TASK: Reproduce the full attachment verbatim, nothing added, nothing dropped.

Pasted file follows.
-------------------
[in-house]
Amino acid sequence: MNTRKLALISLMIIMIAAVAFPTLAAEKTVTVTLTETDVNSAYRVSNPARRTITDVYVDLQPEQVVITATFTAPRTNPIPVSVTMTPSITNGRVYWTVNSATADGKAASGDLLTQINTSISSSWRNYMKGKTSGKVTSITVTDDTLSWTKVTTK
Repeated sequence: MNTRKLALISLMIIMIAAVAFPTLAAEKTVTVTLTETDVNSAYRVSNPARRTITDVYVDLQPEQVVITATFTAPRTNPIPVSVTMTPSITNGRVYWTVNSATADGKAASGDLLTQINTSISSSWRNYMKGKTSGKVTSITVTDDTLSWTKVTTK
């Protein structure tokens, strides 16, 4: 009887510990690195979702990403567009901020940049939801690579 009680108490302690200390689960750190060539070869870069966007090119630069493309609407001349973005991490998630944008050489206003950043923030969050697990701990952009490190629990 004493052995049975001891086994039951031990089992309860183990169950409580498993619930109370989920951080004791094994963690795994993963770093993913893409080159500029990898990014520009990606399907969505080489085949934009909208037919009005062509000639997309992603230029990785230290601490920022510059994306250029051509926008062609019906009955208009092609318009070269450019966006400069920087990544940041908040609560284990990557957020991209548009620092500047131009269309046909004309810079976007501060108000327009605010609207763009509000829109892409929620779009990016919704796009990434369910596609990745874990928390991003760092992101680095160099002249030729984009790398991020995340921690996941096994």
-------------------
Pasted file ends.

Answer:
[in-house]
Amino acid sequence: MNTRKLALISLMIIMIAAVAFPTLAAEKTVTVTLTETDVNSAYRVSNPARRTITDVYVDLQPEQVVITATFTAPRTNPIPVSVTMTPSITNGRVYWTVNSATADGKAASGDLLTQINTSISSSWRNYMKGKTSGKVTSITVTDDTLSWTKVTTK
Repeated sequence: MNTRKLALISLMIIMIAAVAFPTLAAEKTVTVTLTETDVNSAYRVSNPARRTITDVYVDLQPEQVVITATFTAPRTNPIPVSVTMTPSITNGRVYWTVNSATADGKAASGDLLTQINTSISSSWRNYMKGKTSGKVTSITVTDDTLSWTKVTTK
């Protein structure tokens, strides 16, 4: 009887510990690195979702990403567009901020940049939801690579 009680108490302690200390689960750190060539070869870069966007090119630069493309609407001349973005991490998630944008050489206003950043923030969050697990701990952009490190629990 004493052995049975001891086994039951031990089992309860183990169950409580498993619930109370989920951080004791094994963690795994993963770093993913893409080159500029990898990014520009990606399907969505080489085949934009909208037919009005062509000639997309992603230029990785230290601490920022510059994306250029051509926008062609019906009955208009092609318009070269450019966006400069920087990544940041908040609560284990990557957020991209548009620092500047131009269309046909004309810079976007501060108000327009605010609207763009509000829109892409929620779009990016919704796009990434369910596609990745874990928390991003760092992101680095160099002249030729984009790398991020995340921690996941096994």